Teshio is noted for its harsh climate. It has numerous days of rain, few days of sunlight, and strong winds. Temperatures vary widely. The highest recorded temperature in Enbetsu was 34.2 °C (93.6 °F) in 1979, and the lowest was −26.8 °C (−16.2 °F) in 2000. Winds off the Sea of Japan coast support wind farms in the town.[3]

History[edit]

The first recorded Japanese settler of Enbetsu was Gentarō Shirahata, who moved to Enbetsu in 1896. A group of settlers from Echizen, Fukui Prefecture called the Echizen Dantai came to Enbetsu in the following year. Groups from Aichi, Chiba, and Kumamoto followed, as well as individual settlers. Enbetsu, which had previously been part of Teshio, was established as a separate village in 1909. Rice production was tested as early as 1897, specifically with strains of rice from Fukui Prefecture. After testing numerous strains from other parts of Honshu, 1921 saw a successful rice crop in Enbetsu, and the start of an agricultural industry in the village.[3][5][9]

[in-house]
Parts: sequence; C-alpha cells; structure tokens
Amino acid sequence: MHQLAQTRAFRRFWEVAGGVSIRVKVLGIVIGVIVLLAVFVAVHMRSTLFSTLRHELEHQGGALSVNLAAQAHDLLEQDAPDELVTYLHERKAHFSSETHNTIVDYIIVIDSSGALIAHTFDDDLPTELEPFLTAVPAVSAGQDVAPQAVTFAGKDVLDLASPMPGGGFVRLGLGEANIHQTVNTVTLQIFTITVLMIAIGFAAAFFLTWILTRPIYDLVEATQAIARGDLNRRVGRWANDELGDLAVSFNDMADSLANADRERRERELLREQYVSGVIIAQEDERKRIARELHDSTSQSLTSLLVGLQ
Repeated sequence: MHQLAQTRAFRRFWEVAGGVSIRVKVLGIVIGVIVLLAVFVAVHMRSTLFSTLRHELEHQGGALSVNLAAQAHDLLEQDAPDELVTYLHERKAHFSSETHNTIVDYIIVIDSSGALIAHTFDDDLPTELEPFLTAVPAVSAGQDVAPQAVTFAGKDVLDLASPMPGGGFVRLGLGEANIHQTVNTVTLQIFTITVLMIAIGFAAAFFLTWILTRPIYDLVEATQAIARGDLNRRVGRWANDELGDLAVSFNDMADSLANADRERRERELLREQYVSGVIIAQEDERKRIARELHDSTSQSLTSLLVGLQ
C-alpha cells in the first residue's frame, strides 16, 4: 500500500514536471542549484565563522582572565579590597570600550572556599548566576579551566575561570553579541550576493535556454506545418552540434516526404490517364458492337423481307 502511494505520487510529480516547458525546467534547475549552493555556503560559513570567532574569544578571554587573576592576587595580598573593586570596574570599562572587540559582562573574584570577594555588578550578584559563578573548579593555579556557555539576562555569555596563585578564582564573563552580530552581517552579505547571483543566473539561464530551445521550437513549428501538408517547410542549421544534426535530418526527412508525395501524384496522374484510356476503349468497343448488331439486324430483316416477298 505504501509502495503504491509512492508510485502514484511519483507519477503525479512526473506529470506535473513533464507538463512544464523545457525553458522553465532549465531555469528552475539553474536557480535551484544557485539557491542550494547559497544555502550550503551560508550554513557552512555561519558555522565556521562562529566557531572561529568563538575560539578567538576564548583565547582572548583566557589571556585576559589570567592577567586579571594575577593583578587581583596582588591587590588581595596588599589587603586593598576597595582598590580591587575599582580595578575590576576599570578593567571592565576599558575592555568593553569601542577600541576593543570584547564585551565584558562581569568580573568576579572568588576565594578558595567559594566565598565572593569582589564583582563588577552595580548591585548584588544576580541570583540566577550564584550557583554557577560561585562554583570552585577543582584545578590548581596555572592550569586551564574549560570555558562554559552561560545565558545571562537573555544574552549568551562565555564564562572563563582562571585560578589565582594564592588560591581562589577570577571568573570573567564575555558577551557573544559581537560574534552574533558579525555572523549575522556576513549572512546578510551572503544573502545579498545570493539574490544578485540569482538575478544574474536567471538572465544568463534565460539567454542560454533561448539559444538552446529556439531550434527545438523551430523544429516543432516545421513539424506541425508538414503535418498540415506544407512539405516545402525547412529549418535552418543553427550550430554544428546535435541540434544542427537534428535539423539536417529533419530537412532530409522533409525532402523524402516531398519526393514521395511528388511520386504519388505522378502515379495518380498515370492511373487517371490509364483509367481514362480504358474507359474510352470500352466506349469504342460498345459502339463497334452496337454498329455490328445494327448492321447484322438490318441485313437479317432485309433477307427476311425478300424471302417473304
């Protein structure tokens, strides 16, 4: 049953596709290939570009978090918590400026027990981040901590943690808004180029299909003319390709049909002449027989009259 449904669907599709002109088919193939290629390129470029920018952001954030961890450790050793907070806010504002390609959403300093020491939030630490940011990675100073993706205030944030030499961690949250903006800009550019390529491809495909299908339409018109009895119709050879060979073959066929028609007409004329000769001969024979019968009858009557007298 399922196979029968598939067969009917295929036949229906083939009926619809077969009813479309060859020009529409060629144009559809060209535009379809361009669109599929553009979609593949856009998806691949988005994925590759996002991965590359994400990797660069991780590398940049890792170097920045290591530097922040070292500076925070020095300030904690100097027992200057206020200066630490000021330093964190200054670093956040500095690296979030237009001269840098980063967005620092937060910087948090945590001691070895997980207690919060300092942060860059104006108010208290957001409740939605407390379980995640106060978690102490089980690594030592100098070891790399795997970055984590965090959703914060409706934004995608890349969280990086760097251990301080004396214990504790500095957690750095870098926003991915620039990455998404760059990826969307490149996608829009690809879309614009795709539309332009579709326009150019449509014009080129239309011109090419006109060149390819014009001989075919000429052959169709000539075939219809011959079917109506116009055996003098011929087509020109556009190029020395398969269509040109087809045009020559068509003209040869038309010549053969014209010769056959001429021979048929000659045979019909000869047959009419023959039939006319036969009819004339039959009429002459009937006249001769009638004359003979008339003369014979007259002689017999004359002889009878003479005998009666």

Enbetsu was elevated to town status in 1949. The town grew to a population of 8,944 in 1958, and has entered into a period of sustained depopulation. Both the agriculture and fishing industries of Enbetsu have fallen into decline, notably with the decline of the Pacific herring catch. Younger people from Enbetsu have migrated to work in larger cities in Hokkaido and Honshu, contributing to the depopulation of the town.[3][5][9]

Economy[edit]

The primary agricultural product of Enbetsu is rice, specifically of glutinous rice for the preparation of mochi. Asparagus and melons are also grown in the town. The local economy also depends on dairy farming and fishing. Enbetsu is a source of flounder and Yesso scallops.[2]

Schools[edit]